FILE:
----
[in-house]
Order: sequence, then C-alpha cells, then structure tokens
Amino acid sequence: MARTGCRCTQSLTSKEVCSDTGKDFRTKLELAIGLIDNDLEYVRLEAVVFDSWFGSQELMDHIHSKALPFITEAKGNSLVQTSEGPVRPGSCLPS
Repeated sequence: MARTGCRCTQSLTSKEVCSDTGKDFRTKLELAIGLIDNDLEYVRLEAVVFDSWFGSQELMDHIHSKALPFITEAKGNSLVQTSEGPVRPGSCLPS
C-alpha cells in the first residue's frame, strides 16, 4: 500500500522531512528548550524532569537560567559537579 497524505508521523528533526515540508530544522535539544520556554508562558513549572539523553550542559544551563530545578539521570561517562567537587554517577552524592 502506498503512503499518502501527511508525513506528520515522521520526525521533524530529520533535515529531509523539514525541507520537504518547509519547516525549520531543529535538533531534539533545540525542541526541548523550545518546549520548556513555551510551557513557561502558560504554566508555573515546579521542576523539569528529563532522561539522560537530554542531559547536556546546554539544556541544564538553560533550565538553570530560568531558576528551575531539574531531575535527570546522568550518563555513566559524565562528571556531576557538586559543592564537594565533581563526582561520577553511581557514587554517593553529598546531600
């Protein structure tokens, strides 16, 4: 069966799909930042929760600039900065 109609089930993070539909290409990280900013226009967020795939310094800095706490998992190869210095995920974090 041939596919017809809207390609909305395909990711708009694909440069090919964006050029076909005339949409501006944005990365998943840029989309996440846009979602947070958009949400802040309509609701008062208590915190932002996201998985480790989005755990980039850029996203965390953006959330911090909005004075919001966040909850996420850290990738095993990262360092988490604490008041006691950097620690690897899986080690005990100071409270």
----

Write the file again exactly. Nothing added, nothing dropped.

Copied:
[in-house]
Order: sequence, then C-alpha cells, then structure tokens
Amino acid sequence: MARTGCRCTQSLTSKEVCSDTGKDFRTKLELAIGLIDNDLEYVRLEAVVFDSWFGSQELMDHIHSKALPFITEAKGNSLVQTSEGPVRPGSCLPS
Repeated sequence: MARTGCRCTQSLTSKEVCSDTGKDFRTKLELAIGLIDNDLEYVRLEAVVFDSWFGSQELMDHIHSKALPFITEAKGNSLVQTSEGPVRPGSCLPS
C-alpha cells in the first residue's frame, strides 16, 4: 500500500522531512528548550524532569537560567559537579 497524505508521523528533526515540508530544522535539544520556554508562558513549572539523553550542559544551563530545578539521570561517562567537587554517577552524592 502506498503512503499518502501527511508525513506528520515522521520526525521533524530529520533535515529531509523539514525541507520537504518547509519547516525549520531543529535538533531534539533545540525542541526541548523550545518546549520548556513555551510551557513557561502558560504554566508555573515546579521542576523539569528529563532522561539522560537530554542531559547536556546546554539544556541544564538553560533550565538553570530560568531558576528551575531539574531531575535527570546522568550518563555513566559524565562528571556531576557538586559543592564537594565533581563526582561520577553511581557514587554517593553529598546531600
């Protein structure tokens, strides 16, 4: 069966799909930042929760600039900065 109609089930993070539909290409990280900013226009967020795939310094800095706490998992190869210095995920974090 041939596919017809809207390609909305395909990711708009694909440069090919964006050029076909005339949409501006944005990365998943840029989309996440846009979602947070958009949400802040309509609701008062208590915190932002996201998985480790989005755990980039850029996203965390953006959330911090909005004075919001966040909850996420850290990738095993990262360092988490604490008041006691950097620690690897899986080690005990100071409270």